Dynamics of Rhizosphere Microbial Communities of Cover Crops Dried with Glyphosate

  • J. S. Escobar Ortega
  • I. E. García de SalamoneEmail author


The use of cover crops (CC) may be associated with other management practices recommended to achieve high yields and collaborate to use available resources more efficiently. Glyphosate is a nonselective systemic herbicide, which is commonly used for drying CC. Here we included a review of the related topics and showed the effects of drying oats and rye with glyphosate, inoculation with two plant growth-promoting rhizobacteria, and nitrogen fertilization on rhizosphere microbial communities at field conditions in the western Pampas of Argentina. Rhizosphere samples were obtained at three times: before drying the CC, a month after this, and at harvest time of soybean which was grown after each CC. Counts of viable cells and physiology of rhizosphere microbial communities were analyzed. The inclusion of CC dried with glyphosate modifies their associated rhizosphere microbial communities. Their numbers significantly decreased or increased. For some microorganisms, these changes were temporary because their amounts at soybean harvest time did not differ from those obtained when the sampling was done before drying CC with glyphosate application. Besides, our results indicate that the drying time must be chosen taking into account CC types and their phenology. This scientific information is evidence of changes on rhizosphere microbial communities due to the management of CC with glyphosate in combination with or without both inoculation and fertilization of CC. These data are agronomic and environmentally relevant because they have shown that the type of management would impact on the quality and health of the soil and therefore in agroecosystem sustainability.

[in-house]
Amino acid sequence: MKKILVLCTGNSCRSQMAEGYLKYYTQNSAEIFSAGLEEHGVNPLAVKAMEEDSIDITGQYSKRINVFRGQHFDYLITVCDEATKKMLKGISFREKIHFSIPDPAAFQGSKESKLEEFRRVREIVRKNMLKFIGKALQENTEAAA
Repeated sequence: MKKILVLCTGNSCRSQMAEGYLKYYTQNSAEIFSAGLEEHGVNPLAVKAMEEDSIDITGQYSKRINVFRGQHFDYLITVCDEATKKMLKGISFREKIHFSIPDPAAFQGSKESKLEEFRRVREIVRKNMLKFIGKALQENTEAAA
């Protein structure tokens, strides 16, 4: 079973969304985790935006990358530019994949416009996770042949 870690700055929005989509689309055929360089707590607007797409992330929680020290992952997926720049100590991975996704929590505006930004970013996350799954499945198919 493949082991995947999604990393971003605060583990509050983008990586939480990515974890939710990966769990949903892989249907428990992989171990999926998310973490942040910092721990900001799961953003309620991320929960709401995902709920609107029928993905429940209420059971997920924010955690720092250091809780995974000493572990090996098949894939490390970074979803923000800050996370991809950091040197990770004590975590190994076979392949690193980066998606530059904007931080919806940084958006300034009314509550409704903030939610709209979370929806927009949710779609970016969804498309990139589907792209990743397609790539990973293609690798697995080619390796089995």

Rhizosphere microorganisms Soybean Rye Oats Pseudomonas fluorescens Azospirillum 



The works reported in this chapter had been partially supported by the following grants coordinated by IEGS, PICT1864-FONCYT 2008 from the MINCyT, UBACyT projects 20020090100255 and 20020130100716 of the Universidad de Buenos Aires (UBA) in Argentina. JSEO had a scholarship of the National Council of Scientific and Technical Research.

We would like to dedicate this work in memory of Dr. Katia RS Teixeira, Brazilian researcher of the EMBRAPA, Rio de Janeiro, Brazil, who always will be in our hearts.


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© Springer Nature Singapore Pte Ltd. 2017

Authors and Affiliations

  • J. S. Escobar Ortega
    • 1
  • I. E. García de Salamone
    • 1
    Email author
  1. 1.Unit of Agricultural and Environmental Microbiology, Department of Applied Biology and Foods, Faculty of AgronomyUniversity of Buenos AiresBuenos AiresArgentina

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